For accounting firms, the traditional driving force behind payroll services has been client demand. Clients have asked that their CPAs, already involved in after-the-fact payroll, provide oversight of payroll and benefits. That force has not diminished, but other factors are also beginning to drive a new level of demand.

"There are a series of things that have changed that affect whether or not to do payroll," said Michael Alter, president and chief executive officer of SurePayroll. "These include the convergence of benefits and payroll, the impact of the Patient Protection and Affordable Care Act, and a better understanding of how cloud-based SaaS services affect the ability to perform payroll efficiently. Added to these is a heightened level of competition in the accounting marketplace."

Finally, a driving force may be the emergence of client accounting services among CPA firms. CAS is a service line in which the accounting firm serves directly as the client's accounting and finance departments. Under this emerging model, payroll becomes an integral part of the service mix.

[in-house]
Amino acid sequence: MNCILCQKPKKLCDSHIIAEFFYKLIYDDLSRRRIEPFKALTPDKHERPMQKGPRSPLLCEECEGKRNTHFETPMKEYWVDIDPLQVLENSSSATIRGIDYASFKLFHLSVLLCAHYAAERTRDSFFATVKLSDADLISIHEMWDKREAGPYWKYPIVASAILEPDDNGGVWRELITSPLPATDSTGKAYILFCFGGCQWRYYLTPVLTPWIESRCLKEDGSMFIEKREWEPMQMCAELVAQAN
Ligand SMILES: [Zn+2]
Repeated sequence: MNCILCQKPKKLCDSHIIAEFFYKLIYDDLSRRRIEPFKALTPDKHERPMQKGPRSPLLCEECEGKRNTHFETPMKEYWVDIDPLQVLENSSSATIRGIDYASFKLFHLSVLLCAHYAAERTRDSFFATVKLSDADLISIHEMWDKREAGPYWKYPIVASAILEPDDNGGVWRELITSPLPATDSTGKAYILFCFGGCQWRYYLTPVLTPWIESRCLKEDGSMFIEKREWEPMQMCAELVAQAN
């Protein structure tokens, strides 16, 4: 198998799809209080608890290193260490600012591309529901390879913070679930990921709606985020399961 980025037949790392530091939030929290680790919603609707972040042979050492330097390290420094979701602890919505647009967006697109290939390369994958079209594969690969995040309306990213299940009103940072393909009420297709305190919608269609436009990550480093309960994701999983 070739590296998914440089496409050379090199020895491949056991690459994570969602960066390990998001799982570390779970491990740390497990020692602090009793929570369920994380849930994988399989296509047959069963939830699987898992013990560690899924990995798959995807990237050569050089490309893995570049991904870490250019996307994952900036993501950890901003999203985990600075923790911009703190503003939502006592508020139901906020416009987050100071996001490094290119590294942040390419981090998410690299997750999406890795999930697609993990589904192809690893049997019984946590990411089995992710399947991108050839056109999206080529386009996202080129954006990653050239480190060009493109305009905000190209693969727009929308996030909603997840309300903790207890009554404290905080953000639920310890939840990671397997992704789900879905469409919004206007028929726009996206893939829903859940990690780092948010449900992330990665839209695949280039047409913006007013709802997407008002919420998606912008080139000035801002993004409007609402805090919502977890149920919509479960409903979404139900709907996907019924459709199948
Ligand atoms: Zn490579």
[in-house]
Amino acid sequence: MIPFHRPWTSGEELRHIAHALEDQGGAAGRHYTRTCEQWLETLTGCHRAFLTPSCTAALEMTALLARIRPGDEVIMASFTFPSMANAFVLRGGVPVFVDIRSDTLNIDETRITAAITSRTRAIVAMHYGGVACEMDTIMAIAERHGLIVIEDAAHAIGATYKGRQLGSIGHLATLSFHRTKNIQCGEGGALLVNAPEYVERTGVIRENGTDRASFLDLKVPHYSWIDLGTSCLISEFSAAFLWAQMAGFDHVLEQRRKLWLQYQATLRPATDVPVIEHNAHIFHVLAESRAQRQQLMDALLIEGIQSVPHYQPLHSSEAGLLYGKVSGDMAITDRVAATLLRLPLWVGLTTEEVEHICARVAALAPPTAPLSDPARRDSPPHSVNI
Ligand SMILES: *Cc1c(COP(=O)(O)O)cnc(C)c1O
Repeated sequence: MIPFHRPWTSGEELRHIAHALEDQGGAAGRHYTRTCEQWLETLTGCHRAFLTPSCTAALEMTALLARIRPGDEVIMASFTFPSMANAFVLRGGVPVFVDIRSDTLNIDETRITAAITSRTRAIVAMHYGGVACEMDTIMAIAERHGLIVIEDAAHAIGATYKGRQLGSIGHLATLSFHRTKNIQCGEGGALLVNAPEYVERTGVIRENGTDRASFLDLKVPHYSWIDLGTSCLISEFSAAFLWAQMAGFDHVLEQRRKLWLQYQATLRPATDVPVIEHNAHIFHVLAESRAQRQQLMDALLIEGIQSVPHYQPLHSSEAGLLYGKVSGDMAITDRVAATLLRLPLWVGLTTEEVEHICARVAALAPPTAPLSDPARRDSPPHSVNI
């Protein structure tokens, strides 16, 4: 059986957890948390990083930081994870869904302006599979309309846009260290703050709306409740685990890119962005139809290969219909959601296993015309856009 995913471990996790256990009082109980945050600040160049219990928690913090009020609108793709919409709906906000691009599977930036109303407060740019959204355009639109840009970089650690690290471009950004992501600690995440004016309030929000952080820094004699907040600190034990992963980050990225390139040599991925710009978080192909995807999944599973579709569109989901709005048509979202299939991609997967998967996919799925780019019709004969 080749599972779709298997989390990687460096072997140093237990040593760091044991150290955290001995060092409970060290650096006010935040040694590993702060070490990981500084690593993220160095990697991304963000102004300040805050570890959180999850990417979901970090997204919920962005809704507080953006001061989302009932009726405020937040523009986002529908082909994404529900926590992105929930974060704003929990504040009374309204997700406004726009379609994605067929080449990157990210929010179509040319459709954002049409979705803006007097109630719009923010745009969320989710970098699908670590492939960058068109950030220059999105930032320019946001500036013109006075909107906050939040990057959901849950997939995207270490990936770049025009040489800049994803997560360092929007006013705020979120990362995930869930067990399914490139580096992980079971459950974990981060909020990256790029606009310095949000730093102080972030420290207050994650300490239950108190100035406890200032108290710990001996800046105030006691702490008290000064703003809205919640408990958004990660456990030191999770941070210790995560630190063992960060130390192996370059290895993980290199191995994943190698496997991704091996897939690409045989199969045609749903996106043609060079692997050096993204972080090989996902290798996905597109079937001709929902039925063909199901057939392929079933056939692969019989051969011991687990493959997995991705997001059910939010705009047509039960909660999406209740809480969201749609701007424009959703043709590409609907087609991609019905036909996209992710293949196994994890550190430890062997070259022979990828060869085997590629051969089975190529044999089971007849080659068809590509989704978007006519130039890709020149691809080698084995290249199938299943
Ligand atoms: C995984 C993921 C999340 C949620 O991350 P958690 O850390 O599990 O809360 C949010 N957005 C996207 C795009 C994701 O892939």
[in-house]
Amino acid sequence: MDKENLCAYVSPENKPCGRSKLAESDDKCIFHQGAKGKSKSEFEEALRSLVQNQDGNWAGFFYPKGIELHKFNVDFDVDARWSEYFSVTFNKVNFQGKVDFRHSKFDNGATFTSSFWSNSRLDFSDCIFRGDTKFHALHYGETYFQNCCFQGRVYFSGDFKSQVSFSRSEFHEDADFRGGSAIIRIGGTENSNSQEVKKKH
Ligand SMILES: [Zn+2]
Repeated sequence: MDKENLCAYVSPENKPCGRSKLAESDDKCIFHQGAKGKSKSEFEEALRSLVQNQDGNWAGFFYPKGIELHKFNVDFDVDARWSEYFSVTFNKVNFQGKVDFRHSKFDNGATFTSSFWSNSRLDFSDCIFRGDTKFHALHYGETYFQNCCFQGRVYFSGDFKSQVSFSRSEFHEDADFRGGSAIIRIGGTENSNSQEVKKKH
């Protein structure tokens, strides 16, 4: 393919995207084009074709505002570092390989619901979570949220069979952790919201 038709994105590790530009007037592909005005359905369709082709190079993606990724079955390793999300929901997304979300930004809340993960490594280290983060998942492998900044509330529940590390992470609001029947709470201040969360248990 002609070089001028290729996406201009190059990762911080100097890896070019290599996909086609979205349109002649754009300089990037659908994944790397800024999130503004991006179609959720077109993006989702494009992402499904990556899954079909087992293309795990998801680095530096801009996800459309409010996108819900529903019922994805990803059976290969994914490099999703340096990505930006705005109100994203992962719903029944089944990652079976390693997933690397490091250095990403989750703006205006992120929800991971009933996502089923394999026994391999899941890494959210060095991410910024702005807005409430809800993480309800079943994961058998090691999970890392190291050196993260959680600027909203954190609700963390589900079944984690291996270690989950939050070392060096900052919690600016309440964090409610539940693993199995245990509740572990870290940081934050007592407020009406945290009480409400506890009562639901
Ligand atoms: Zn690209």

"We are watching to see how client accounting works out over the long term," said Andy Childs, vice president of marketing at Paychex. "It is still a very emerging area of practice, and most accounting firms are just getting started at it. We may also find that the enthusiasm for these services may wane when the economy improves, or it may continue to grow. Either way, it is definitely a trend worth keeping an eye on."

The consensus is that payroll has seen a series of fundamental shifts - in the regulatory environment, in client demand, in its core technologies, and in the options available to accounting firms.


The regulatory environment

Much has been written about the impact of the Patient Protection and Affordable Care Act, which is now beginning to affect businesses of every size. But it is not the legislation itself driving concerns -- it is compliance with the employee "trigger points" that may require compliance, including the requirement that firms with more than 50 full-time employees offer health care benefits.